NCERT Book Solutions Class 8 Resource And Development Chapter 3
What are minerals? A naturally occurring substance with a definite chemical composition is called a mineral. Minerals are not evenly distributed over space, but are concentrated in a particular area or rock formations. Did you know that the salt in your food and graphite in your pencil are also minerals? Students can explore further about the various types of minerals and power resources from Chapter 3 of NCERT Class 8 Geography book. NCERT Solutions for Class 8 Geography Chapter 3 Mineral and Power Resources contain solutions to the exercises given in the Geography book-Resources and Development. These NCERT Solutions of the exercises provided by BYJU’s help students to prepare for the exams.
Students can download the NCERT Solutions for Class 8 Geography PDF below.
NCERT Solutions for Class 8 Geography (Resources and Development) Chapter 3 Mineral and Power Resources:- Download PDF here
NCERT Solutions for Class 8 Geography Chapter 3 – Mineral and Power Resources
1. Answer the following questions.
(i) Name any three common minerals used by you every day?
Answer: Salt, petroleum and gold are the common minerals that are used by humans on a regular basis.
(ii) What is an ore? Where are the ores of metallic minerals generally located?
Answer: Ores are the rocks which are mined to extract minerals from them. Minerals occur in different types of rocks. Some are found in igneous rocks, some in metamorphic rocks, while others occur in sedimentary rocks. The ores of metallic minerals are found in igneous and metamorphic rock formations that form large plateaus.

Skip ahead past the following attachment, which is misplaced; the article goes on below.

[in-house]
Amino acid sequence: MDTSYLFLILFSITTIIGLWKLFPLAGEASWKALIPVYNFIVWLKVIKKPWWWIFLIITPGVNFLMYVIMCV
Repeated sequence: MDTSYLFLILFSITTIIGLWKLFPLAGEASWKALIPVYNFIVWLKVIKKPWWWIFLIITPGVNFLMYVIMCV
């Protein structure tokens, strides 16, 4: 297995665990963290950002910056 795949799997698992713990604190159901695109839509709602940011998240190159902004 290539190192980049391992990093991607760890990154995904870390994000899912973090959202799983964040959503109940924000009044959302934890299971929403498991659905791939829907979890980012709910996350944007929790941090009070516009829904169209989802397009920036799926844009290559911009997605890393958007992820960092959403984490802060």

(iii) Name two regions rich in natural gas resources?
Answer: The United Kingdom and the Netherlands are the major producers of natural gas. Natural gas is found with petroleum deposits and is released when crude oil is brought to the surface. It is used as a domestic and industrial fuel.
(iv) Which sources of energy would you suggest for (a) rural areas (b) coastal areas (c) Arid regions?
(a) In rural areas – coal, solar energy, bio-gas and firewood can be used as sources of energy.
(b) In Coastal areas – wind power, petroleum and tidal power can be used.
(C) In arid areas, geothermal powers and solar energy are the most suitable sources of energy to be used.
(v) Give five ways in which you can save energy at home.
- Switching off the lights, TV and electric fans, when they are not in use.
- Closing the tap properly, so that it does not drip
- Using pressure cooker for cooking
- Walking or using bicycles for short distance commutes.
- Minimizing the use of refrigerators, air conditioners and lifts.
2. Tick the correct answer.
(i) Which one of the following is NOT a characteristic of minerals?
(a) They are created by natural processes.
(b) They have a definite chemical composition.
(c) They are inexhaustible.
(d) Their distribution is uneven.
Answer: (c) They are inexhaustible
(ii) Which one of the following is a leading producer of copper in the world?
Answer: (d) Chile
(iii) Which one of the following practices will NOT conserve LPG in your kitchen.
(a) Cooking food in an open pan, kept on low flame.
(b) Soaking the dal for some time before cooking it.
(c) Cooking food in a pressure cooker.
(d) Keeping the vegetables chopped before lighting the gas for cooking.
Answer: (a) Cooking food in an open pan, kept on low flame
3. Give reasons.
(i) Environmental aspects must be carefully looked into before building huge dams.
Answer: Construction of a huge dam creates large scale destruction of natural vegetation and wildlife in those areas, which get submerged. This is not good for the ecosystem. Hence, environmental aspects must be carefully looked into, before building huge dams.